Public payers around the world are increasingly using cost-effectiveness thresholds (CETs) to assess the value-for-money of an intervention and make coverage decisions. However, there is still much confusion about the meaning and uses of the CET, how it should be calculated, and what constitutes an adequate evidence base for its formulation. One widely referenced and used threshold in the last decade has been the 1-3 GDP per capita, which is often attributed to the Commission on Macroeconomics and WHO guidelines on Choosing Interventions that are Cost Effective (WHO-CHOICE). For many reasons, however, this threshold has been widely criticised; which has led experts across the world, including the WHO, to discourage its use. This has left a vacuum for policy-makers and technical staff at a time when countries are wanting to move towards Universal Health Coverage.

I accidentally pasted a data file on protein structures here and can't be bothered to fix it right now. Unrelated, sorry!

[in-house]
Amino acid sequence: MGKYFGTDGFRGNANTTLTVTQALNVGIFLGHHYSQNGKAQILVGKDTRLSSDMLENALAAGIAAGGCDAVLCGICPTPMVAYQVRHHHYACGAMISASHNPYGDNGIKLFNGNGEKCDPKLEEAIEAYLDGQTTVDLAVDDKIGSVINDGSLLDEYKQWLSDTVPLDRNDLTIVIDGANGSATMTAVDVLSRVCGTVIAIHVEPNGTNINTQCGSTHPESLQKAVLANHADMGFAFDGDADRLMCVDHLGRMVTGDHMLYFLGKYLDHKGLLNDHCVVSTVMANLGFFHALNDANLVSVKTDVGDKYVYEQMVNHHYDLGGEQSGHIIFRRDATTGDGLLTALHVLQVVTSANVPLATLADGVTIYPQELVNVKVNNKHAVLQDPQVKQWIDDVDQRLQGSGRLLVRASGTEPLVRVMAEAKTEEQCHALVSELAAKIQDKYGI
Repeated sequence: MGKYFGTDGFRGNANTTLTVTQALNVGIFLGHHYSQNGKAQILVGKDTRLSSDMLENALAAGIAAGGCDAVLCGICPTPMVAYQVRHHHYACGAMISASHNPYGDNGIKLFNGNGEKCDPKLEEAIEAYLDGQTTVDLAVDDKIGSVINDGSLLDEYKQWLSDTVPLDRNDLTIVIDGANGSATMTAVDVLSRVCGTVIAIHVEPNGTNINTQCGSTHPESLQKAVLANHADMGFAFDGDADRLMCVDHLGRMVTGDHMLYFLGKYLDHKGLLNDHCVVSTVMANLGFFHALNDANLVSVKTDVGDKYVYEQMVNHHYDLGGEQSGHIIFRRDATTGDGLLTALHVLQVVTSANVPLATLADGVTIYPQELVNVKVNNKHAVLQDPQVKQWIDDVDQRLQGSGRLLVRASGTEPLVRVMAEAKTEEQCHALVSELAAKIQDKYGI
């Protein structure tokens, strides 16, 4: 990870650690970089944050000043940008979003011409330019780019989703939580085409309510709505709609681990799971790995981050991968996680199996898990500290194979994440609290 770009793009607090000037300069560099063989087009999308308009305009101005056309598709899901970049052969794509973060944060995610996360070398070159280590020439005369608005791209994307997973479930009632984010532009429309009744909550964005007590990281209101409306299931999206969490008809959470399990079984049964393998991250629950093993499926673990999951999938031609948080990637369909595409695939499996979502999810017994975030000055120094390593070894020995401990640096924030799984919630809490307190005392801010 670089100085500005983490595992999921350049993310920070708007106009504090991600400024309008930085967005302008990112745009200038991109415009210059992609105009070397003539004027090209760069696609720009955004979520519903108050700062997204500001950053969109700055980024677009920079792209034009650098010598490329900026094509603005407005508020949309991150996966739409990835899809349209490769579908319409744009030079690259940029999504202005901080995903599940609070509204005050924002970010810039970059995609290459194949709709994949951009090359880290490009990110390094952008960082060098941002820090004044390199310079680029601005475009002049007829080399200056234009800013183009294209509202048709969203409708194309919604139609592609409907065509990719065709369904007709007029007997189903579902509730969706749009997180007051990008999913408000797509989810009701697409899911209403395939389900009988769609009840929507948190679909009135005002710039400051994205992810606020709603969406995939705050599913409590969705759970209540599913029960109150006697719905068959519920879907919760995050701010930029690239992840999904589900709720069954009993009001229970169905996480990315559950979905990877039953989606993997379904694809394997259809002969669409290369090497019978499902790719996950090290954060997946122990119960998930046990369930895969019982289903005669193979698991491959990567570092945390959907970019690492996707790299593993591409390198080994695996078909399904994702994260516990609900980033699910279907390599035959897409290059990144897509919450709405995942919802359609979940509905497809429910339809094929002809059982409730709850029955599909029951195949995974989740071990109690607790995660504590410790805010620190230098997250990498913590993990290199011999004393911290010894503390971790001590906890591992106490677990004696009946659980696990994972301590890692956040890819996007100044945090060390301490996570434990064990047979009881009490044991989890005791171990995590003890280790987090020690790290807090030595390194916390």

This article seeks to address this gap by offering five practical options for decision-makers in low- and middle-income countries that can be used instead of the 1-3 GDP rule, to combine existing evidence with fair decision-rules or develop locally relevant CETs. It builds on existing literature as well as an engagement with a group of experts and decision-makers working in low, middle and high income countries.
- cost-effectiveness thresholds
- cost effectiveness analysis
- health opportunity cost
- priority access